Thursday 25 September 2014

Hansard of the Legislative Council


Education - Beacon Foundation and Pathway Planners

MrFINCH (Rosevears) - Mr Deputy President, we know that too many young Tasmanians leave school far too early and they end up without the skills to get a job. It is well known Tasmania has the worst school retention rate in Australia.

The Government is to be congratulated for its initiative to increase the number of secondary schools offering years 11 and 12, but it is to be slightly condemned for slashing the pathways program with the loss of more than 40 career advisers. Extending school programs to years 11 and 12 obviously offers more opportunities for students, but it is by then too late to put them on the proper career path. There is strong evidence that you need to start at year 8 or even earlier in their lives.

The Beacon Foundation started at Launceston's Brooks High School. I remember going to the launch of the Beacon Foundation there. I have been wracking my brain to remember the then principal. He was visionary. He embraced the Beacon program and built a very strong foundation for the organisation at Brooks High School.

From those humble beginnings it is now operating in more than 110 secondary schools throughout Australia. It is such a good idea. Beacon's main focus is on increasing a school's contact with the community and business in its area to get employers engaged to provide motivation and inspiration for young people - and, of course, jobs roll from that. It has been a huge success at Brooks High School, improving retention rates and getting more students into jobs through the nodole program. They have claimed in the past to have 100 per cent success with their year 10 students leaving Brooks High School and not going on the dole. That was the thrust of it at Brooks.

Beacon Foundation chief executive, Scott Harris, says it takes a whole village to raise a child. You have heard that expression before. This is the case with Beacon. The local community and its industries are pivotal to a school's success in helping students into jobs. Beacon trains career advisers for schools as well as advising on career options. They train students for job interviews, helping them with presentation and public speaking skills. This is where I have had some terrific times at Brooks High School, assisting students, engaging with them and giving them thoughts on their public speaking. They organise orientation tours of colleges and universities, and arrange work experience.

You can tell the vital role that Beacon plays in our community. I quote one definitive sentence from Beacon's website:

Beacon has an established track record of helping inspire and motivate students to either stay in school and increase their educational engagement and attainment or choose a positive pathway that enables successful transition to employment, further education or training.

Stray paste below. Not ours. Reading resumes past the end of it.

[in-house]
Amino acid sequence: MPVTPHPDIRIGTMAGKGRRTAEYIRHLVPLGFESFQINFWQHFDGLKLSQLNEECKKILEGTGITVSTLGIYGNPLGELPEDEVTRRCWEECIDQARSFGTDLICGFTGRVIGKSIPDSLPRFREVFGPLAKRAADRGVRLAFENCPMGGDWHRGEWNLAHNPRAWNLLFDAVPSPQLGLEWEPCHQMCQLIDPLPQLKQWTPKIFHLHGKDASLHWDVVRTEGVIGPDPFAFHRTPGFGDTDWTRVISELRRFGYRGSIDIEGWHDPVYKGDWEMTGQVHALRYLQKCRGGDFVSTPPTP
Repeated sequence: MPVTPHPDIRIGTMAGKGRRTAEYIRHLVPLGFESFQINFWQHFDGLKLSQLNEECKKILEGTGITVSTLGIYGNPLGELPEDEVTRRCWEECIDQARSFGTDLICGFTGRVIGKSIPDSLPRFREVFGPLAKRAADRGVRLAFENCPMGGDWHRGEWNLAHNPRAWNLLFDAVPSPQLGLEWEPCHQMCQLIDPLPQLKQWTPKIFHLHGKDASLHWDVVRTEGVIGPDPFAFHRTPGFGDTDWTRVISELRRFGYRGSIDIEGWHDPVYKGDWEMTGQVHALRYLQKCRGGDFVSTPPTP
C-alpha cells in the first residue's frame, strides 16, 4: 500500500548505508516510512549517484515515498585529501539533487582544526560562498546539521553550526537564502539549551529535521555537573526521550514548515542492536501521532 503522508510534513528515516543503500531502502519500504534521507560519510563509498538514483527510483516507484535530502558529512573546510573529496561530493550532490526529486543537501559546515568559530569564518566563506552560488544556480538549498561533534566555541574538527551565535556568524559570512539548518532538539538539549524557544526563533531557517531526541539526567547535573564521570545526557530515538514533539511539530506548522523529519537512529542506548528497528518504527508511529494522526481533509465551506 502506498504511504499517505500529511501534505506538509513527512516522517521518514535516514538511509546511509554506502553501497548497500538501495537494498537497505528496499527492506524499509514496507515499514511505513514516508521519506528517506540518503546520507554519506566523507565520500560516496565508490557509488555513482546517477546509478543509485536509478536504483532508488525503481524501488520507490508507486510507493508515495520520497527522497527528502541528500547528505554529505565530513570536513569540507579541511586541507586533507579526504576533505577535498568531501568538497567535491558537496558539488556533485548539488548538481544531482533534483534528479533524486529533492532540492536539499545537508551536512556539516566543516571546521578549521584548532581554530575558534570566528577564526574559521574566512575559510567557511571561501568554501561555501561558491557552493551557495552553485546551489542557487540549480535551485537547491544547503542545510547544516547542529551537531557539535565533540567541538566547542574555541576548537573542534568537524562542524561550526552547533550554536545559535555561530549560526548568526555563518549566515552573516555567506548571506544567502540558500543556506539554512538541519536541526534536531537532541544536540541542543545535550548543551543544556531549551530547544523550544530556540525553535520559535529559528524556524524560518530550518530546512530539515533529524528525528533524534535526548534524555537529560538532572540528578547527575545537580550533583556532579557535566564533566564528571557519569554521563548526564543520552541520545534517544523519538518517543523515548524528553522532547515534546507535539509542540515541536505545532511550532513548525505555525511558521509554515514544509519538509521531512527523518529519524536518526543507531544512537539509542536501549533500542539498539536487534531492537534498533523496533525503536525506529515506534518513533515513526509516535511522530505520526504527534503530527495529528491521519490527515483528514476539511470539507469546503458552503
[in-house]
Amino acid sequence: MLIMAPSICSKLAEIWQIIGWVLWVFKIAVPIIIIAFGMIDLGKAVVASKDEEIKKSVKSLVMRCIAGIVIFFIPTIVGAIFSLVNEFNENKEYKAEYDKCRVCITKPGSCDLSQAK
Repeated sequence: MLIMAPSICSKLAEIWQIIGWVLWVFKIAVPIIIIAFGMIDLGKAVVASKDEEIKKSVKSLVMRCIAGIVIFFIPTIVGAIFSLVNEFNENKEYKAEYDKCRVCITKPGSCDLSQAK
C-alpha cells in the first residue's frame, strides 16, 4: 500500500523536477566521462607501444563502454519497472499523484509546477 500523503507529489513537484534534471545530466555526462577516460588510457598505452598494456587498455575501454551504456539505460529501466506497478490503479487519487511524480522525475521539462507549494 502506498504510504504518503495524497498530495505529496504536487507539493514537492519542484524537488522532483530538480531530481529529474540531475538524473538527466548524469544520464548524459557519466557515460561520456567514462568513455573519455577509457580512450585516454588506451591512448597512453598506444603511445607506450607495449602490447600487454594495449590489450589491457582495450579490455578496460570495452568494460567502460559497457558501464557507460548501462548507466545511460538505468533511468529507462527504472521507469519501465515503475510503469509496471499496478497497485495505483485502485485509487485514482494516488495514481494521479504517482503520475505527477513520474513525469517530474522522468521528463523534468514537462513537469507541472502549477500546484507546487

Beacon people whom I worked with talked about pathway planners who had knowledge of the higher education system, and they counselled students. That partnership, as I observed it, was vital in schools. Students need that one-to-one contact with someone who can guide their career choices and provide an opportunity to drive various options such as industry experience, including tours, work experience and mentors.

At Brooks the program starts at year 10, but they have to get the mindset of job experience and where a young person wants to go by the time they get to college, because so many get to college and have no idea what they are going to do. Then they change their career ideas, which sets them back. It means they do not hit the ground running by the time they get to college. As I was told, high school teachers will unfortunately never be suitable for the role because most of them go straight from university to teaching, with no experience in industry. That is why you need people who understand that situation - like pathway planners. I strongly agree that kids, especially boys, do not respect advice from people who have not been out there and done it.

The Government recognises the importance of the Beacon Foundation. As you notice from the budget papers they are presented $225 000 a year for each of the next three years. However, here is the catch. Beacon can train industry liaison advisers; they can go to work in schools but they are only half the program. Pathway planners have been vital for Beacon's operation, working oneonone with students from year 8 - they can't do it on their own. But where are the pathway planners now? The question is how, and with what, are they going to be replaced?

The budget papers clearly state that getting rid of pathway planners is a budget savings measure. But it is a savings measure that will cost us dearly in the future. The cost will be the curtailed future of many students, even greater youth unemployment and the loss of skills for our businesses and industry.

Political and budget decisions seem to have lost sight of the future. Ironically, the Budget allocation for the Beacon Foundation, which will now have to operate without pathway planners, comes under the Department of State Growth. It is hard to see a growth element in the careers of students leaving education too early, without skills and without hope.